I took his shirt out of my dresser and layed it against the carpet. I checked my lines with a steady hand full of assurance, guided the scissors as they cut through all that I had hidden away. A year of memories, longing, love and tears were held within the fabric. I viewed my work. “Cute,” I thought as a examined the new crop top I’d just created. I had held onto his shirt for nearly two years. In the drawer it had stayed. I had never put it on. Away from the light and, out of my sight, and unable to force me to think about him. It still smelled like him after all this time. Cocoa butter and castor oil woven with his natural scent.

Then one day I saw it for what it was. Just a shirt an ex had left behind. The hold it had on me was gone and I had to do something with it. I knew I couldn’t throw it away, for  that would be denying the experiences I had with him. Perhaps I make new memories with it. Better ones.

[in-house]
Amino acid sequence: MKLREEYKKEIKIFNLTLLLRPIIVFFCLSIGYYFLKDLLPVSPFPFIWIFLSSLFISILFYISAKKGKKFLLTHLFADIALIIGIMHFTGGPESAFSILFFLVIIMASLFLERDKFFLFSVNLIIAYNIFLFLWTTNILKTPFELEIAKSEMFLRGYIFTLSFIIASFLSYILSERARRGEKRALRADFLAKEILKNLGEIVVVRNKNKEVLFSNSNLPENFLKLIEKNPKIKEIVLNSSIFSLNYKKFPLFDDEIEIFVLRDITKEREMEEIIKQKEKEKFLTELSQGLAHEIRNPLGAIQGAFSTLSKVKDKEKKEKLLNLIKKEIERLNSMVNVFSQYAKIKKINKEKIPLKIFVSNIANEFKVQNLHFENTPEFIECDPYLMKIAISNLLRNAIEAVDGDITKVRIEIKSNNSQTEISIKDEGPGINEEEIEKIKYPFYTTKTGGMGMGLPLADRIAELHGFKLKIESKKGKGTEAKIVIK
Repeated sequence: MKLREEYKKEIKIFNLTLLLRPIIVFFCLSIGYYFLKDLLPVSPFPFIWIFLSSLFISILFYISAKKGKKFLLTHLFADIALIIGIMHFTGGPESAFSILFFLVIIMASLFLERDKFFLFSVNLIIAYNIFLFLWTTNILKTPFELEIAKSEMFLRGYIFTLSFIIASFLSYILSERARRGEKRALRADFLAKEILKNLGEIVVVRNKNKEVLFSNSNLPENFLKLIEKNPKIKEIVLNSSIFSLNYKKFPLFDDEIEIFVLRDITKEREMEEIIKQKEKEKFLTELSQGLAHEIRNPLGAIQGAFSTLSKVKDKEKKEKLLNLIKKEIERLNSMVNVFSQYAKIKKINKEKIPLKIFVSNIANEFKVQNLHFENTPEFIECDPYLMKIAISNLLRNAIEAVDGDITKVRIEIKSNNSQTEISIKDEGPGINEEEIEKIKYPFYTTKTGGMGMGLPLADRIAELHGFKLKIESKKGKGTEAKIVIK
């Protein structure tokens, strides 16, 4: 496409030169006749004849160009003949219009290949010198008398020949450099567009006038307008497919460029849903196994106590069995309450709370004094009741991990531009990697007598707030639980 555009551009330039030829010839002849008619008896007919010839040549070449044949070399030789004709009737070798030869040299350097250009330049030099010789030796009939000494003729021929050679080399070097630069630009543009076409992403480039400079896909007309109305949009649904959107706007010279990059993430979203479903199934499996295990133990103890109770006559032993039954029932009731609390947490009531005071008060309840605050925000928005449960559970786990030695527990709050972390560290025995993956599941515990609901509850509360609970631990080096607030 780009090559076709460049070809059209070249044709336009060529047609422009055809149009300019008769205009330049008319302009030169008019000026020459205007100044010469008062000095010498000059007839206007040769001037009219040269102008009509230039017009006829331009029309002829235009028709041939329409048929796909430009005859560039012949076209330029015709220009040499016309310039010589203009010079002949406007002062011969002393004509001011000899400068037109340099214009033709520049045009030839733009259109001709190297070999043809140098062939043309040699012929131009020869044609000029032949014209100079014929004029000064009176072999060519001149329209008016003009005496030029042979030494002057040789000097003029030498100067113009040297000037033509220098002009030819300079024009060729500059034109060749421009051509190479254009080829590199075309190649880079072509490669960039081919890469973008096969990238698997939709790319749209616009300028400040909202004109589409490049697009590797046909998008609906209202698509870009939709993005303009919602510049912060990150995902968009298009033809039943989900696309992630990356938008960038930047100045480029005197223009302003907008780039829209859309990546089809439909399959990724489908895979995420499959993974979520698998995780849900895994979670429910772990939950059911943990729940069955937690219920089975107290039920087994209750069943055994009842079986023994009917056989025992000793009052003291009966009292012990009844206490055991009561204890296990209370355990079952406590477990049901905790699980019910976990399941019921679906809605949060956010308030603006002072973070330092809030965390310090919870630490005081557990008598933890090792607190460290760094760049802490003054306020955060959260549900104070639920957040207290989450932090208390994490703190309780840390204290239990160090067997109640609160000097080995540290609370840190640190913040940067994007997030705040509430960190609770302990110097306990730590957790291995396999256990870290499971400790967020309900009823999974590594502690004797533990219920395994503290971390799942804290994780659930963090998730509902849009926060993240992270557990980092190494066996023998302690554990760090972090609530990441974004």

I’m taking the same approach to this new year.  Aside from school, work, dating and general day-to day-things. I’m working on parts of my past and not letting them take control of me. Some are still sitting in a drawer in my mind, hidden away from the light. One day I’ll have the courage to open that drawer, find what’s inside and see what I can transform it into.  

Life is too short, Let’s go on a walk

Screen Shot 2017-12-01 at 3.22.40 PM By Philip Hartman

I woke up the sound of heavy rain drops hitting the window. What did I see? It’s another wet day in Portland, Oregon. It’s hard to wake up to a gloomy winter’s day without wanting to fall back to bed. Yet we all get up and start the day going to classes and work, but sometimes we miss out on what the season has to offer. Just because it’s raining doesn’t mean you can can’t find great ways to stay active and engaged all winter.